• Golden Globe Awards

Made in Bangladesh (Bangladesh, France, Denmark, Portugal)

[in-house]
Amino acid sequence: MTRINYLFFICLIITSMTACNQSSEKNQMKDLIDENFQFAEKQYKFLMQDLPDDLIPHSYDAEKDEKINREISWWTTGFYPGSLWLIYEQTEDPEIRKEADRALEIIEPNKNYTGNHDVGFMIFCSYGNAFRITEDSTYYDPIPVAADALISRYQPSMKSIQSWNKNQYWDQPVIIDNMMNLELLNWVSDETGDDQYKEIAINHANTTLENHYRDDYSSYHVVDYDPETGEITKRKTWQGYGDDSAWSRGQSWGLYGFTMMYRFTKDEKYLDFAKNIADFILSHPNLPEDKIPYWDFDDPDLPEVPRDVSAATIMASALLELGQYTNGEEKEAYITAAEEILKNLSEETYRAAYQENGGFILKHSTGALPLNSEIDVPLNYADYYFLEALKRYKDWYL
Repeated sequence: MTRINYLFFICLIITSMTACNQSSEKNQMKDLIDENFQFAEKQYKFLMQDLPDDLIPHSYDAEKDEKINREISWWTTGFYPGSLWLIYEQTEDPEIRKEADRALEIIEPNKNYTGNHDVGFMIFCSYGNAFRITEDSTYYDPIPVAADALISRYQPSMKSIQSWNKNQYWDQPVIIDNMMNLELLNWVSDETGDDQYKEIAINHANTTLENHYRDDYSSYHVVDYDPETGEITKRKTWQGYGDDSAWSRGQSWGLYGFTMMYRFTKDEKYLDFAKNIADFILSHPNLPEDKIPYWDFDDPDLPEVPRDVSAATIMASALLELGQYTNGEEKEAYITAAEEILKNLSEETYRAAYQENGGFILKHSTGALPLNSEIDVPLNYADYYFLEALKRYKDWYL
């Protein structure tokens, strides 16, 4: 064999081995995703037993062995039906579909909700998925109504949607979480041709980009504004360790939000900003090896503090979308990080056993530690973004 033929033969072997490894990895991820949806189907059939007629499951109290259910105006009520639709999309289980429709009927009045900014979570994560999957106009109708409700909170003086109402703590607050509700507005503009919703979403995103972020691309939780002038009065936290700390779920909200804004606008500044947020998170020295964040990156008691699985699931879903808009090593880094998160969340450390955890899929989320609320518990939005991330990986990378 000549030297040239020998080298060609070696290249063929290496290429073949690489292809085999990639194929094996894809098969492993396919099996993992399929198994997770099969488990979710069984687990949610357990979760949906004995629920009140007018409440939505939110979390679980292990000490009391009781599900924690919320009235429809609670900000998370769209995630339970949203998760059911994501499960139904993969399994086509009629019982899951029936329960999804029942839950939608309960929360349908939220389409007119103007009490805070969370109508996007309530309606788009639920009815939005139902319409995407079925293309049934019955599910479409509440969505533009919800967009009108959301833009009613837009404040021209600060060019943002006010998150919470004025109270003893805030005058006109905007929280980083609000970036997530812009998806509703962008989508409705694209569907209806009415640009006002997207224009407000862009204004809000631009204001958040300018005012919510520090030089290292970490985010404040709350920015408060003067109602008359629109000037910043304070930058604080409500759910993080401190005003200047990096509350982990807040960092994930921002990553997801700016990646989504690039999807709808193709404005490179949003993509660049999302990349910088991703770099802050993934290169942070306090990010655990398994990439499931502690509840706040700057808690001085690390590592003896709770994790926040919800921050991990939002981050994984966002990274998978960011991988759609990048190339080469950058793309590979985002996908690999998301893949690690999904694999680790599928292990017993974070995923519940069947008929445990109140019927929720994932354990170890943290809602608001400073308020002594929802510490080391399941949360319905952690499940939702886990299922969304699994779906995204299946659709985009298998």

This Bangladeshi movie from director Rubaiyat Hossain is the story of a group of garment workers who work in tyrannical conditions to produce cheap clothing for westerners. Wages are withheld, sexism, violence and abuse are the norm. Finally one woman, Shimu, goes about creating a labor union for the women in the factory, facing even more abuse and attempts at silencing her. The paucity of choices for women in Bangladeshi society are clearly laid out: if you don’t agree to marry, you will get no respect from society. If you do, you are your husband’s property and must obey his laws and dictates. “We are screwed if we are married and we’re screwed if we are not,” says Shimu, pretty much summing up the dilemma of women and girls in this society.Directed by Rubaiyat Hossein, Made in Bangladesh had its world premiere at the Toronto International Film Festival last year. It unsparingly shows the human cost of the cheap clothing that so many consumers in the west just take for granted.After a fire breaks out at the factory, killing one worker, Shimu decides enough is enough and goes about informing herself on how to establish a union, facing abuse, threats and opprobrium. It is a Herculean effort, make harder by relentless bureaucracy and it a few sleights of hand and dirty tricks to get the result she set out to achieve.Made on a miniscule budget with just two main locations, the cinematography nevertheless evokes the suffocating, unhealthy and claustrophobic atmospheres in which these workers spend so much of their time for paltry financial rewards. Shimu and the other workers know full well they have very little to lose by organizing and otherwise, nothing will be handed to them easily.An assured piece of work from an interesting and political filmmaker.